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Friday, December 19, 2014

@GoddessFish Book Tour: The Ambivalent Memoirist by Sandra Hurtes #memoir #giveaway





Welcome to the book tour for The Ambivalent Memoirist by Sandra Hurtes. Enjoy the excerpt, and don’t forget to enter the giveaway. Andra will be awarding a copy of her book in the winner's choice of either print (US only) or digital to a randomly drawn winner via rafflecopter during the tour.

Follow the tour for more chances to win. The tour dates can be found here: 




The Ambivalent Memoirist
by Sandra Hurtes

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BLURB:


". . .[an] honest memoir full of compassion and wit that infuses ordinary events with intimacy and intensity. . .Teaching college English courses and preparing her first essay collection, she must address her own pain. . .as well as her parents' experiences during the Holocaust. . . Writing as art and psychological salvation is at the heart of this book, taking "readers deep below the surface" of words toward personal vindication.”

~~Publishers Weekly


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Excerpt

Brooklyn soil. Rife with thick, gnarly accents and high-pitched emotions that peaked into the air then fell heavy upon the earth. Those sounds and feelings had reverberated within me from the moment I was born in 1950, three years after my brother, Lenny. The woman who shared my mother’s room at Brooklyn Women’s Hospital and gave birth on the same day was an Auschwitz survivor, like my mother. Their delirium over their second babies fell upon my tender ears, slid into my pores. Brooklyn was an emotional patchwork, and I was sewn into its seams.

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An Interview with the Author

Do you have a day job as well?
For many years, my dream was to be a full-time writer. For a few months, I managed it as a freelancer.  I remember the moment I realized I was living the freelancer’s life: it was midday, I was still in my nightgown, hadn’t yet brushed my teeth, and was hunched over my computer. I was joyously happy. Not because of the lazy habits working at home allowed (and seemed to nurture), but because I was so involved in my work, nothing else mattered.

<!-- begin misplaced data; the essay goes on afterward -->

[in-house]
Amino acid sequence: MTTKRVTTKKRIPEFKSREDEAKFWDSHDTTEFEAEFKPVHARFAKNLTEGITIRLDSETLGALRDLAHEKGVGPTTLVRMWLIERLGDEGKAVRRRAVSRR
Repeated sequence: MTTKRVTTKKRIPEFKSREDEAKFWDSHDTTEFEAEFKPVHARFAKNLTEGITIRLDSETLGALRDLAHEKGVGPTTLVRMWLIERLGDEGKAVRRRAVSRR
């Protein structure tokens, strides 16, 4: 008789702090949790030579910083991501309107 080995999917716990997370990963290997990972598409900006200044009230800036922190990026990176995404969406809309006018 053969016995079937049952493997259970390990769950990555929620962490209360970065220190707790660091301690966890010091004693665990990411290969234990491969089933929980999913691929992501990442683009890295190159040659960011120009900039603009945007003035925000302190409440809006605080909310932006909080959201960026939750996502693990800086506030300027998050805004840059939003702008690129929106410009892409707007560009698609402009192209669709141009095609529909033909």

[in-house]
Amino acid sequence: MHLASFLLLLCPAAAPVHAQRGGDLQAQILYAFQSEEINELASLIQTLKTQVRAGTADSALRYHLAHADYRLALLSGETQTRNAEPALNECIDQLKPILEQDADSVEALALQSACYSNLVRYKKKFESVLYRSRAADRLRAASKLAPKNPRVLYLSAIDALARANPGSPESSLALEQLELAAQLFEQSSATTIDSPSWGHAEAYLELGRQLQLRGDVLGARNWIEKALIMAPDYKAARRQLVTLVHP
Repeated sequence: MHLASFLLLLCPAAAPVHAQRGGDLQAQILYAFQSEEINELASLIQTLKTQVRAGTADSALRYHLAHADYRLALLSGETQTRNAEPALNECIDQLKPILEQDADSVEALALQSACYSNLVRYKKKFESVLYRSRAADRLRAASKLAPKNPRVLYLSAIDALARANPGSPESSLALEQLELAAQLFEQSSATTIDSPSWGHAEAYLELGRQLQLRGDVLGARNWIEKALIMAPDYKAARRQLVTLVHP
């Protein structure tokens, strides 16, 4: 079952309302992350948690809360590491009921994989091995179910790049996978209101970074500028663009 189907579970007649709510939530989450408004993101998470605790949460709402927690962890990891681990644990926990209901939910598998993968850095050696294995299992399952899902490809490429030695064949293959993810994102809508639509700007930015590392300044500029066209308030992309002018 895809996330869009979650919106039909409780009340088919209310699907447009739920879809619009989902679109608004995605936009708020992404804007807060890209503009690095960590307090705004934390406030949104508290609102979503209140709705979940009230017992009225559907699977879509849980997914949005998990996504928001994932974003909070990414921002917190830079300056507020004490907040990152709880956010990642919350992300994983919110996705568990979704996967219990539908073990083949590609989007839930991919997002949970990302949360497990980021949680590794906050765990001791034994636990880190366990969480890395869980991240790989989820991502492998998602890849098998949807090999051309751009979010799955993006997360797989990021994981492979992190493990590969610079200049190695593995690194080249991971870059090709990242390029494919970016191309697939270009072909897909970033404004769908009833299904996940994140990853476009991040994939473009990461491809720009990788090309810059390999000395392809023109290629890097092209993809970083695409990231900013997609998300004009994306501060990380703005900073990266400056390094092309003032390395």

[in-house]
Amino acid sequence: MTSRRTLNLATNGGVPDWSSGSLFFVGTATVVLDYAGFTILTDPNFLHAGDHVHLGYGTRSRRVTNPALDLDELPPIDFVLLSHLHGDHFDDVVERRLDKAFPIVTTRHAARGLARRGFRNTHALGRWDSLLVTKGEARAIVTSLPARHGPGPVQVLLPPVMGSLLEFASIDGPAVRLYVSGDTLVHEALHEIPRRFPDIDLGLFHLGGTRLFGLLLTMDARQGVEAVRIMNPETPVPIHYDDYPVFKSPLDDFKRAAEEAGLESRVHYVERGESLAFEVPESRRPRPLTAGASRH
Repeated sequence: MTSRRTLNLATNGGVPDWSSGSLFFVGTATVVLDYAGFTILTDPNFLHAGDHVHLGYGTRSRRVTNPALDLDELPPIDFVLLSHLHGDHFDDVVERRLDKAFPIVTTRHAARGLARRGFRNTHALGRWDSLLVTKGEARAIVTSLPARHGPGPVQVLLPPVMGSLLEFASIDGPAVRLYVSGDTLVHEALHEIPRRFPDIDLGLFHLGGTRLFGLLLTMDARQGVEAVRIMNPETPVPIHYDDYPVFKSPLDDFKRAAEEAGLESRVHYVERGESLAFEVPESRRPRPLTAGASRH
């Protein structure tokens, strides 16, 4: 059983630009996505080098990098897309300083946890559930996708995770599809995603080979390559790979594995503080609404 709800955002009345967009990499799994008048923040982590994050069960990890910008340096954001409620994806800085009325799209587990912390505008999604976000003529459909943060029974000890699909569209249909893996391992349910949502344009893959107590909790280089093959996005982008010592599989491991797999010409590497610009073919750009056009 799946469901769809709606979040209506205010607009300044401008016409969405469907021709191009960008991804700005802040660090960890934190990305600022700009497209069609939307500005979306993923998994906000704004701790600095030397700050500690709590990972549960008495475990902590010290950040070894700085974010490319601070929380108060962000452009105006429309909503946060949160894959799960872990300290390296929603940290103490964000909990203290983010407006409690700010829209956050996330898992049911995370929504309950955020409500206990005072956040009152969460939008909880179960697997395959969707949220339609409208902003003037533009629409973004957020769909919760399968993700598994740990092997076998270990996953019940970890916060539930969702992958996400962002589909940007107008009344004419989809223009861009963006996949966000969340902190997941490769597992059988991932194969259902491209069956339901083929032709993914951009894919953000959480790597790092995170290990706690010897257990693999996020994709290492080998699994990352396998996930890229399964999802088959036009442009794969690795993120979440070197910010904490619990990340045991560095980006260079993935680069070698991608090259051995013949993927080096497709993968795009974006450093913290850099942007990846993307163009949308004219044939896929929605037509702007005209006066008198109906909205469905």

One day I needed to run the library for research; the local library was around the corner from my apartment. I threw a coat on to cover my nightgown, knee-high boots to hide my bare legs, and went on my way. The library was stifling. But I couldn’t open my coat. I was a scraggly mess, but didn’t care. When I returned home I emailed my first creative writing teacher: Yes, I’m officially a freelancer.
That lasted a few months; I’m a slow researcher and couldn’t sustain the pace needed to make a living. I also don’t have the aggressiveness needed to approach editors and go after writing assignments. Fortunately I have a lot of skills to fall back on. I temped as a secretary and proofread. Eventually I went back to school for my MFA so that I could teach. That’s what I do now.

When did you first start writing and when did you finish your first book?
Other than stories I wrote as a child, I began writing in my mid-twenties when my first serious relationship ended. I worked as a secretary at the time and had no writing aspirations. But picking up a pen and writing poetry was as natural as if I’d been doing it my whole life. That doesn’t mean what I wrote was good, in terms of publishable, just that it was a great release and felt right. I continued writing in a notebook, moving from my heartache to charting my self-growth. Writing things down gave shape and meaning to my feelings.
I finished my first book, Knitting Lessons, around 1998. (I still tinker with it.) It’s a novel about a woman who, in her early forties, grapples with her inability get pregnant and her husband’s distress over that. The story beneath is, can she find happiness without being a mother, and perhaps, without her marriage?

How did you choose the genre you write in?